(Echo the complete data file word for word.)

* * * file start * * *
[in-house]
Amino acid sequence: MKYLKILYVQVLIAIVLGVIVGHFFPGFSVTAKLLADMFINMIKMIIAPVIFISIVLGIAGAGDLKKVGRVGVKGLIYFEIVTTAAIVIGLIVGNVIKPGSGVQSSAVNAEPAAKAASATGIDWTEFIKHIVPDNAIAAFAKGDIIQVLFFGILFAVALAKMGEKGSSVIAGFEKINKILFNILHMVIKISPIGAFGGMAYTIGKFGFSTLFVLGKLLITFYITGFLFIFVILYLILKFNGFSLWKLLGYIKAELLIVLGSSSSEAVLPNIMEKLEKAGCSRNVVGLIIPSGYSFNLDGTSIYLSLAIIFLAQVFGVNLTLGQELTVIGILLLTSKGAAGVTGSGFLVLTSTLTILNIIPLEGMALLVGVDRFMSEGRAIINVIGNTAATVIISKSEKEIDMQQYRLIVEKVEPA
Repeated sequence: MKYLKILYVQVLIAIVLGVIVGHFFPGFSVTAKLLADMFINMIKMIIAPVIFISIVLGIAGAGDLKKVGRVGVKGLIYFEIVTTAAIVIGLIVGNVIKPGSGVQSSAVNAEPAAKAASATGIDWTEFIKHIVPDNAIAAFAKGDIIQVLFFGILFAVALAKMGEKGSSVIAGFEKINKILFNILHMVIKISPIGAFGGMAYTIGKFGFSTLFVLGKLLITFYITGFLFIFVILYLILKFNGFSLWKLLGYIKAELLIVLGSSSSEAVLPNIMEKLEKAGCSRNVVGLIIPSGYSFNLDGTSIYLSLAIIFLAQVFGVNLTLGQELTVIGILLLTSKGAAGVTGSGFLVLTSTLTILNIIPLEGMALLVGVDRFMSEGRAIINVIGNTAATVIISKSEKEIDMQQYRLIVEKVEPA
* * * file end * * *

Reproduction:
[in-house]
Amino acid sequence: MKYLKILYVQVLIAIVLGVIVGHFFPGFSVTAKLLADMFINMIKMIIAPVIFISIVLGIAGAGDLKKVGRVGVKGLIYFEIVTTAAIVIGLIVGNVIKPGSGVQSSAVNAEPAAKAASATGIDWTEFIKHIVPDNAIAAFAKGDIIQVLFFGILFAVALAKMGEKGSSVIAGFEKINKILFNILHMVIKISPIGAFGGMAYTIGKFGFSTLFVLGKLLITFYITGFLFIFVILYLILKFNGFSLWKLLGYIKAELLIVLGSSSSEAVLPNIMEKLEKAGCSRNVVGLIIPSGYSFNLDGTSIYLSLAIIFLAQVFGVNLTLGQELTVIGILLLTSKGAAGVTGSGFLVLTSTLTILNIIPLEGMALLVGVDRFMSEGRAIINVIGNTAATVIISKSEKEIDMQQYRLIVEKVEPA
Repeated sequence: MKYLKILYVQVLIAIVLGVIVGHFFPGFSVTAKLLADMFINMIKMIIAPVIFISIVLGIAGAGDLKKVGRVGVKGLIYFEIVTTAAIVIGLIVGNVIKPGSGVQSSAVNAEPAAKAASATGIDWTEFIKHIVPDNAIAAFAKGDIIQVLFFGILFAVALAKMGEKGSSVIAGFEKINKILFNILHMVIKISPIGAFGGMAYTIGKFGFSTLFVLGKLLITFYITGFLFIFVILYLILKFNGFSLWKLLGYIKAELLIVLGSSSSEAVLPNIMEKLEKAGCSRNVVGLIIPSGYSFNLDGTSIYLSLAIIFLAQVFGVNLTLGQELTVIGILLLTSKGAAGVTGSGFLVLTSTLTILNIIPLEGMALLVGVDRFMSEGRAIINVIGNTAATVIISKSEKEIDMQQYRLIVEKVEPA